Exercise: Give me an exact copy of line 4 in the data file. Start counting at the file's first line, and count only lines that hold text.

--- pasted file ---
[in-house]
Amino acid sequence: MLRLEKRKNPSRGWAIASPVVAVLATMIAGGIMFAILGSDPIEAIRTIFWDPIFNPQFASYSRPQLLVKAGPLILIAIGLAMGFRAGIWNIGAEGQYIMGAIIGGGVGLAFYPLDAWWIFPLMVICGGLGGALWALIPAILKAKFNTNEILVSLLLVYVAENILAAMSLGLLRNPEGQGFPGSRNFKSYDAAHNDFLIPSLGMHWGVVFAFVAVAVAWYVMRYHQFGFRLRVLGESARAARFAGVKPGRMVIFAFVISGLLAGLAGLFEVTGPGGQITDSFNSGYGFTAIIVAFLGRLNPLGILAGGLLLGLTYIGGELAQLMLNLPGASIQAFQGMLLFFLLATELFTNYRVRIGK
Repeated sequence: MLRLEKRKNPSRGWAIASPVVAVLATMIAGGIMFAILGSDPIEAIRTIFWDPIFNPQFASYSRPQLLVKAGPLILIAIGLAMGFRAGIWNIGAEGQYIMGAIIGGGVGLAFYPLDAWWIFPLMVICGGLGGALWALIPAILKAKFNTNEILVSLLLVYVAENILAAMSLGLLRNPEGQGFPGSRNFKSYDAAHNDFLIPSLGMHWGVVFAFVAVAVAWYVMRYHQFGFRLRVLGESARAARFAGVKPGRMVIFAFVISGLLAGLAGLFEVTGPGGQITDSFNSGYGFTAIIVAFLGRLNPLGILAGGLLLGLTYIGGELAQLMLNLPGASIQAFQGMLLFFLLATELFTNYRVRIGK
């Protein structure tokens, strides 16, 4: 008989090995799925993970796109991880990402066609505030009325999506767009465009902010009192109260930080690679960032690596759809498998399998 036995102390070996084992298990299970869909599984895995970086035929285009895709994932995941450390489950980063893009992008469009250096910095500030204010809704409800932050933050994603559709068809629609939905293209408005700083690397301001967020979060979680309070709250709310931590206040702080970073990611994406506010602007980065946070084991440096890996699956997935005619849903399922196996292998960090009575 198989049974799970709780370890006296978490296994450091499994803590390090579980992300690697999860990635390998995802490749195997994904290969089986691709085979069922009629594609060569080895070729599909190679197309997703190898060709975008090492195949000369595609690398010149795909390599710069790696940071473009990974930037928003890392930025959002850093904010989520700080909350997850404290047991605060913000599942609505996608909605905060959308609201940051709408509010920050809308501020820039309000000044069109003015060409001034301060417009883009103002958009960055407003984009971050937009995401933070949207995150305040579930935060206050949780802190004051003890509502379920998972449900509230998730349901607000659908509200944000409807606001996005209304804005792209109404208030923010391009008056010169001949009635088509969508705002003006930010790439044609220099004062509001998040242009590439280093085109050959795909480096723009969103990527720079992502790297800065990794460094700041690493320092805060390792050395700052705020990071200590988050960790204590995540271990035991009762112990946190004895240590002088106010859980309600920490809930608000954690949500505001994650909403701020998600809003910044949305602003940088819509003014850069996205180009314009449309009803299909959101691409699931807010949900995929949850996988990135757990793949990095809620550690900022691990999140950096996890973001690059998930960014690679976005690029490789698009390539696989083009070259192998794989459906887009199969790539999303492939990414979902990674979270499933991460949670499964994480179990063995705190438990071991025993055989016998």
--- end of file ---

């Protein structure tokens, strides 16, 4: 008989090995799925993970796109991880990402066609505030009325999506767009465009902010009192109260930080690679960032690596759809498998399998 036995102390070996084992298990299970869909599984895995970086035929285009895709994932995941450390489950980063893009992008469009250096910095500030204010809704409800932050933050994603559709068809629609939905293209408005700083690397301001967020979060979680309070709250709310931590206040702080970073990611994406506010602007980065946070084991440096890996699956997935005619849903399922196996292998960090009575 198989049974799970709780370890006296978490296994450091499994803590390090579980992300690697999860990635390998995802490749195997994904290969089986691709085979069922009629594609060569080895070729599909190679197309997703190898060709975008090492195949000369595609690398010149795909390599710069790696940071473009990974930037928003890392930025959002850093904010989520700080909350997850404290047991605060913000599942609505996608909605905060959308609201940051709408509010920050809308501020820039309000000044069109003015060409001034301060417009883009103002958009960055407003984009971050937009995401933070949207995150305040579930935060206050949780802190004051003890509502379920998972449900509230998730349901607000659908509200944000409807606001996005209304804005792209109404208030923010391009008056010169001949009635088509969508705002003006930010790439044609220099004062509001998040242009590439280093085109050959795909480096723009969103990527720079992502790297800065990794460094700041690493320092805060390792050395700052705020990071200590988050960790204590995540271990035991009762112990946190004895240590002088106010859980309600920490809930608000954690949500505001994650909403701020998600809003910044949305602003940088819509003014850069996205180009314009449309009803299909959101691409699931807010949900995929949850996988990135757990793949990095809620550690900022691990999140950096996890973001690059998930960014690679976005690029490789698009390539696989083009070259192998794989459906887009199969790539999303492939990414979902990674979270499933991460949670499964994480179990063995705190438990071991025993055989016998």